Stacked CMOS

CMOS, BSI CMOS, And Stacked CMOS Differences

Stacked CMOS

Not all current digital cameras use CMOS to capture light. We compare CMOS, CCD, and Foveon sensors. In the digital age, several image sensor technologies have emerged. Most alternatives employ CMOS technology. CMOS chips have improved power efficiency and thermal control over CCD sensors used in early digital photography. These developments enabled 4K video in interchangeable lens cameras.

There are multiple CMOS sensors. If you’re shopping for a new mirrorless camera, you may be confused by the different architectures and why Stacked CMOS models cost more. Learn how CMOS tastes differ.

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Differing architectures

Digital sensors have a similar idea, despite variations in chip design. The imager has light-sensitive photosites and a red, green, and blue filter. Most sensors utilise a 4-by-4 Bayer CFA, however certain Fujifilm models use a 6-by-6 X-Trans CFA.
Quad Bayer sensors are ubiquitous in high-pixel smartphones, action cams, and drones. These sensors have large pixel counts—48MP is common—but output lower-resolution images via pixel binning. This feature is also appearing in interchangeable lens camera (ILC) sensors. Leica M11 uses pixel binning to take 60MP, 36MP, or 18MP photographs.
CMOS chips are different from older CCDs. CMOS semiconductors read data pixel-by-pixel in a rolling electronic shutter, unlike CCDs. The picture business moved away from CCD for technical reasons: CMOS chips have their analog-to-digital converter (ADC) on board. The chips drain less power and heat than CCDs, improving low-light image quality and battery life.

Stacked, BSI, and CMOS

Three CMOS sensor types exist. The core CMOS design lives on in entry-level and midrange cameras, which acquire new features after high-end versions.

Backside Illuminated (BSI) CMOS is comparable to conventional CMOS but arranges components differently. Photosites are further forward on the die, and line-by-line readout is faster. BSI CMOS reduces image noise by around an f-stop. A BSI CMOS chip has the same amount of noise at ISO 12800 as at ISO 6400. APS-C and Micro Four Thirds cameras with BSI chips can compete with full-frame CMOS cameras. These are guidelines, not hard-and-fast regulations.

The increased reading speed allows BSI CMOS models to have fully electronic shutters and faster autofocus for larger burst rates. First consumer camera to use these features was Fujifilm X-T3. It debuted in 2018 with a 20fps electronic shutter. Most BSI CMOS cameras still require a mechanical shutter to freeze moving scenes, but the electronic shutter is useful for portraits and other still pictures.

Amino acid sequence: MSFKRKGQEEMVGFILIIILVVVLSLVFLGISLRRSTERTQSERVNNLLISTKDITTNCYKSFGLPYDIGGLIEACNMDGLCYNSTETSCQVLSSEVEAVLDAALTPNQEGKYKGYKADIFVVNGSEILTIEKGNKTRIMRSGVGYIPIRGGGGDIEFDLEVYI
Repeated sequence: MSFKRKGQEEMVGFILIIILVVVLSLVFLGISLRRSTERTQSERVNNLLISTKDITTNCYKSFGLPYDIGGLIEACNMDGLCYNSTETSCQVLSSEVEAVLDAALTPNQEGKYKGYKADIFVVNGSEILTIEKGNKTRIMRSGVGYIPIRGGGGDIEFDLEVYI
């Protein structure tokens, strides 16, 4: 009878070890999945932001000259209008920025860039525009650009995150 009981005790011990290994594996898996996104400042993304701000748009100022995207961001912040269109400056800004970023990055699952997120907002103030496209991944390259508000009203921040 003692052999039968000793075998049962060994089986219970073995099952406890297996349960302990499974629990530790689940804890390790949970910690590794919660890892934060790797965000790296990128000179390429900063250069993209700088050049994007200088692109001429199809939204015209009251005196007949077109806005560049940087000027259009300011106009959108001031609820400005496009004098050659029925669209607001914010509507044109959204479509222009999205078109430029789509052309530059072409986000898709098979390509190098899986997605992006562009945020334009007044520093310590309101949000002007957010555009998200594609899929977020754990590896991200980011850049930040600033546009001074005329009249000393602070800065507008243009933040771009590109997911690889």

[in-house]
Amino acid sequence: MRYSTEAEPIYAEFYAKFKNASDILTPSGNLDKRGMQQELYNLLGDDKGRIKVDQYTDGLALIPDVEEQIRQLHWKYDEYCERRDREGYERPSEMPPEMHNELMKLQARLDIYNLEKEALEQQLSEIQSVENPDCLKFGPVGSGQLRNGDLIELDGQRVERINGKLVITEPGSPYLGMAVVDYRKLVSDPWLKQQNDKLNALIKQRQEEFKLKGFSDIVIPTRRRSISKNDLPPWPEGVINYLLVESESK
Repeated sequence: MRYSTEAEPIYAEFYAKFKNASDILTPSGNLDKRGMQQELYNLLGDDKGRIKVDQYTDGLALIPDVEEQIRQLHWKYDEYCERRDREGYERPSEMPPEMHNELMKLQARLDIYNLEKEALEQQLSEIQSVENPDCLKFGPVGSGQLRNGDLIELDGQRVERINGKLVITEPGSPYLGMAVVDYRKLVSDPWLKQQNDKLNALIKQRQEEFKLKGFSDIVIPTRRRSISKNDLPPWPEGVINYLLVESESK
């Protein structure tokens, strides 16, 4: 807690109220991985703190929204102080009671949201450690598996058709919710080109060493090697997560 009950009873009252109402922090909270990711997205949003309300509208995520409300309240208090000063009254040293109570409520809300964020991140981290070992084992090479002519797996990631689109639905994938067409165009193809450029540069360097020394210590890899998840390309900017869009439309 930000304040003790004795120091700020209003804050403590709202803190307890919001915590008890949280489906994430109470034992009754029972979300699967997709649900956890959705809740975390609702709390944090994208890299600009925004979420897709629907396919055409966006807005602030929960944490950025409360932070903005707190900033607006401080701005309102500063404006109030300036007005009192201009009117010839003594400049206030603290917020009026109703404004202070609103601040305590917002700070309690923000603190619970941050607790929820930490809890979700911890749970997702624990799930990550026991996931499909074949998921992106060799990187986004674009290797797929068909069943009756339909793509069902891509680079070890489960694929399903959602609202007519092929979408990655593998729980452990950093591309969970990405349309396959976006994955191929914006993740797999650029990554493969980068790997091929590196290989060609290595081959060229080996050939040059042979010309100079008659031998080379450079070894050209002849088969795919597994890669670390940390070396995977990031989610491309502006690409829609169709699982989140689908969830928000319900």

Stackable CMOS chips improve on BSI CMOS. The image signal processor and its ultra-fast DRAM memory are stacked on the same silicon. This accelerates readouts. The first mainstream Stacked CMOS camera, the Sony a9 from 2019, made headlines by giving an interruption-free photographic experience.
Stacked CMOS chips have become the standard for high-end ILCs used for sideline and press box photography. The Sony a1 can shoot 30fps, and the Nikon Z 9 can shoot 11MP photographs at 120fps thanks to a stacked chip and dual processors. Faster readout and processing improve autofocus. Stacked chips are faster, more accurate, and better at subject recognition than BSI CMOS sensors. This ensures that stacked cameras take in-focus photographs in a row.
CMOS chips are standard in digital cameras today. Readout speed and low-light imaging improve with a BSI CMOS sensor. Stacked CMOS chips boost speed and maintain your subject in view when the camera takes a picture.

Full-spectrum, CCD, Foveon, and monochrome cameras

CCD sensors were mentioned. CMOS has replaced these semiconductors as the standard for consumer cameras. The former has proponents, but you won’t find it in modern consumer cameras.
Sigma X3, Merrill, and Quattro utilise Foveon sensors. Instead of a colour filter array, Foveon chips use three light-sensitive layers to record colour. These cameras don’t interpolate missing colour, therefore they can record more detail than a similar-pixel-count Bayer sensor. There are downsides: Raw processing software don’t support many Foveon cameras, and photographs at modest ISOs are noisy. Only the Sigma dp Quattro Foveon model is available. We missed evaluating the camera, but did look at the now-discontinued Quattro H, a sister product with similar capabilities but a larger Foveon sensor.
Variations include monochrome cameras. Leica makes black-and-white-only cameras that lack colour filters. Monochrome enthusiasts may find the M10 Monochrom and Q2 Monochrom worthwhile. Cutting off the Bayer filter doubles the amount of light that hits the sensor, making these cameras superior to colour choices at high ISOs.
Full Spectrum isn’t available. Big-box stores sell infrared cameras. Consumer cameras filter out invisible light. KolariVision and MaxMax can remove this filter or sell you a pre-converted infrared and UV camera. Landscapers use these sensors to capture alien-like scenes on Earth.
Sony’s Semiconductor Solutions Group is creating a next-generation Stacked CMOS chip that repositions onboard transistors for higher dynamic range and lower ISO noise. The development was announced in late 2021, but we expect to wait a few years for a consumer camera.

Panasonic’s developing a new sensor. The company’s Organic sensor uses an Organic Photoconductive Film (OPF) layer instead of separate pixels to capture light.

Camera Selection

After learning about sensors, get a camera. Check out our suggestions for the best mirrorless and full-frame cameras if you’re shopping for a swappable lens model.

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